When Tracy Witkowski was told that her only child had been hospitalized for a drug overdose, her first question was, “Who’s Molly?”
Nurses at Central Washington Hospital in Wenatchee told Tracy and her husband Paul that their son, 21-year-old Patrick Witkowski, had likely ingested a drug known as Molly while partying with friends at the Gorge Amphitheater during the Paradiso Festival last year.
Patrick was among 72 concert-goers who were taken to area hospitals during the two-day electronic dance music festival that began June 28, 2013, and attracted more than 25,000 attendees. Of those, roughly 50 were treated for alcohol and/or drug intoxication, according to the local fire district.
Patrick was the only one who died.
“It was like a slow-motion dream,” Tracy Witkowski said. “You never expect it to happen.”
In the first interview they’ve granted since their son’s death, Paul and Tracy sat down with KIRO Radio “On Assignment” to talk about his passing, the drug that killed him, and their constant struggle to understand how it could have happened.
Patrick Witkowski was raised in Des Moines, about 20 minutes south of Seattle, where his parents still live.
“He was known as the gentle giant. That’s what his nickname was,” said his mother, as she sat at their kitchen table on a Sunday afternoon in April. “He was always very kind; he never raised his voice around anybody. He was honest, he was compassionate.”
“He was such a big guy, and I think people felt safe around him,” said his dad, Paul.
Patrick enjoyed athletics, basketball in particular, and graduated from Kennedy Catholic High School in Burien. He went to college at Western Washington University his freshman year, but later transferred to Washington State University in Pullman and joined the Gamma Xi chapter of Pi Kappa Alpha fraternity.
He graduated with a degree in management information systems shortly before he died.
“He was smart and he studied hard, but he was also a fun guy to hang around. Everyone wanted to be around him,” said one of Patrick’s closest friends from college.
He and two other friends who were with Patrick when he died spoke about that day for the first time in an interview with KIRO Radio. They asked to have their names withheld because at least one confessed to also taking drugs at the Gorge.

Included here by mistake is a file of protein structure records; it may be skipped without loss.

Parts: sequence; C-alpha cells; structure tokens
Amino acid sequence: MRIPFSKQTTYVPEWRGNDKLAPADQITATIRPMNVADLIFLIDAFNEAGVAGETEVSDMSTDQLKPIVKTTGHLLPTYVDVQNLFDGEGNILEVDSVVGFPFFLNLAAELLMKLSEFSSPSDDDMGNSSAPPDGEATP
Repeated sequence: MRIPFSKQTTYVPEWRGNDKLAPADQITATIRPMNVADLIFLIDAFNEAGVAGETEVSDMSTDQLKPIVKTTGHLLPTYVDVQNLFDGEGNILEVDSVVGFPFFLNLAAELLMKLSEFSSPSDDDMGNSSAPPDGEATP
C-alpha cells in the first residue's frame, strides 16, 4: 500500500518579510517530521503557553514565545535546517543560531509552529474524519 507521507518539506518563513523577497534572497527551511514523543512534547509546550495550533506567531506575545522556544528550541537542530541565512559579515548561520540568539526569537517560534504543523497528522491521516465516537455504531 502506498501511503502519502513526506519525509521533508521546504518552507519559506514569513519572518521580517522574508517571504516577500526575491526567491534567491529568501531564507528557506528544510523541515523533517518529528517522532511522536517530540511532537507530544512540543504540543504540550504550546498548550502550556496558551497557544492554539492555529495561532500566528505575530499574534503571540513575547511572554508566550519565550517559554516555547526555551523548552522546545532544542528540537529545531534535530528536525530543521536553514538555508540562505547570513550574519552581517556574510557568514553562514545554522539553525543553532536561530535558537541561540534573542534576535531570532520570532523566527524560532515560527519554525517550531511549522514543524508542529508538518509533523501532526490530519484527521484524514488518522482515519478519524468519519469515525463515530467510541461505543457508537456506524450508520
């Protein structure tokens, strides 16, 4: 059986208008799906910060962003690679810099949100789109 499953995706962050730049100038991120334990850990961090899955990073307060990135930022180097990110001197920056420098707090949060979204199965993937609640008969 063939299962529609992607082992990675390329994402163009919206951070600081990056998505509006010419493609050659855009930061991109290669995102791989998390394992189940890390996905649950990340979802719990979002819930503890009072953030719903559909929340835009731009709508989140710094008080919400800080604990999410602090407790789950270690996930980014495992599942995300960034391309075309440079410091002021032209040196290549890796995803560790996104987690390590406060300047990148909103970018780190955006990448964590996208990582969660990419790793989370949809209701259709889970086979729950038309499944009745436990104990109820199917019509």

“It could have been me,” one said. “It could have been me. It could have been any of my friends.”
Like many of his friends, Patrick enjoyed the electronic dance music scene and had been to shows in Seattle and Los Angeles. It was why he bought tickets for the Paradiso Festival almost a year in advance.
“It’s just electronic music with DJ’s and a light show. How harmful could that be?” his dad thought.
While they suspected their son and his friends would drink at the festival, Paul and Tracy said they had no idea there would be drug use.
“He was the responsible one,” Tracy said. “He was the one you never had to worry about.”
Patrick met friends in Vantage on the first day of the show and the group caravanned to the Gorge to set up their campground. Tracy said she exchanged several texts with her son that day, asking if he had everything he needed.
“He said, ‘Mom, we’re going to be alright. We have everything we need. I’ll talk to you tomorrow,'” she said.
It was the last time she heard from him.
The next morning, on Saturday, June 29, a Des Moines police officer knocked on her door.
“He said, ‘I’m looking for Patrick Witkowski’s parents,'” she recalled. “All he had was a piece of paper with a nurse’s name and number and asked me to call her as soon as possible.”
Tracy found out that her son had been taken by ambulance to Quincy Valley Medical Center, but was later airlifted to the trauma center at Central Washington Hospital in Wenatchee, along with seven others from the Gorge who required more urgent care.
The nurse informed Tracy over the phone that Patrick had likely ingested Molly, a slang term for a drug marketed as pure ecstasy.
The nurse told her to get to Wenatchee as soon as possible.
“I literally asked her if he was going to die,” Tracy recalled. “She said, ‘Not right now.'”
By the time Paul and Tracy arrived in Wenatchee, their son had been induced into a coma. He had tubes coming out of nearly every hole in his body.
“He was bleeding everywhere you could imagine,” Paul said.
“He just looked very still,” Tracy said. “Really, to me, he didn’t even look like he was there.”
A nurse told them it was unlikely that Patrick would live much longer.
He died early Sunday morning.
Before long, reporters began showing up at the Witkowski’s home in Des Moines and the story was all over the news.
Headlines linked many of the hospitalizations, as well as Patrick’s death, to Molly after Grant County law enforcement officials said the drug was being sold in the Gorge campground and at the amphitheater.
However, according to a medical examiner report released months later, Patrick did not die from a Molly overdose. He died of multiple system organ failure from exposure to high heat and methamphetamine intoxication.
What Patrick and his friends thought was Molly, or pure ecstasy, was not.
One of Patrick’s friends, who admitted to buying and taking Molly at the Gorge, said he had no reason to believe the drug would be anything other than ecstasy.
He said he purchased one pill for $10, while Patrick bought his pills from a “kid wearing a basketball jersey and a hat.”
“I just got it from someone who looked like I could trust them, I guess. There’s no way in hell I would have taken that,” he said, had he known it contained methamphetamine or other drugs.